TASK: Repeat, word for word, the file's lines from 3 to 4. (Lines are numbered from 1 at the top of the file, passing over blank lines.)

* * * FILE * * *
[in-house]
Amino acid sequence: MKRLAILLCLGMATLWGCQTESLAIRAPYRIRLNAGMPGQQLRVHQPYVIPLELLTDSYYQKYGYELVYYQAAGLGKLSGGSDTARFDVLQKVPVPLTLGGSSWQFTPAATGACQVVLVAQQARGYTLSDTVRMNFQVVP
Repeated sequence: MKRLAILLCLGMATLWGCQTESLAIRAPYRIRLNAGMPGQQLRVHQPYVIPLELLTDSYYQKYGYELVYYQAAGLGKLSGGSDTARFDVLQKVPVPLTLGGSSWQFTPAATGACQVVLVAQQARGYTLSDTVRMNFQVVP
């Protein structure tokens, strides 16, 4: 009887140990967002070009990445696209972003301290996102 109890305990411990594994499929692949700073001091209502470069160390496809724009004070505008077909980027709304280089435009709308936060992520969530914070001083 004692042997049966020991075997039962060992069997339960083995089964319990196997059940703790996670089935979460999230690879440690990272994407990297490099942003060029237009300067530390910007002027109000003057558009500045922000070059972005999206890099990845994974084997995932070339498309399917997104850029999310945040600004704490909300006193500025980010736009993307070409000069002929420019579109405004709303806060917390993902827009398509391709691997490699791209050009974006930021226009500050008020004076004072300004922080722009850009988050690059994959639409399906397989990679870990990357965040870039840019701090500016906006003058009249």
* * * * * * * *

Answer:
Repeated sequence: MKRLAILLCLGMATLWGCQTESLAIRAPYRIRLNAGMPGQQLRVHQPYVIPLELLTDSYYQKYGYELVYYQAAGLGKLSGGSDTARFDVLQKVPVPLTLGGSSWQFTPAATGACQVVLVAQQARGYTLSDTVRMNFQVVP
């Protein structure tokens, strides 16, 4: 009887140990967002070009990445696209972003301290996102 109890305990411990594994499929692949700073001091209502470069160390496809724009004070505008077909980027709304280089435009709308936060992520969530914070001083 004692042997049966020991075997039962060992069997339960083995089964319990196997059940703790996670089935979460999230690879440690990272994407990297490099942003060029237009300067530390910007002027109000003057558009500045922000070059972005999206890099990845994974084997995932070339498309399917997104850029999310945040600004704490909300006193500025980010736009993307070409000069002929420019579109405004709303806060917390993902827009398509391709691997490699791209050009974006930021226009500050008020004076004072300004922080722009850009988050690059994959639409399906397989990679870990990357965040870039840019701090500016906006003058009249």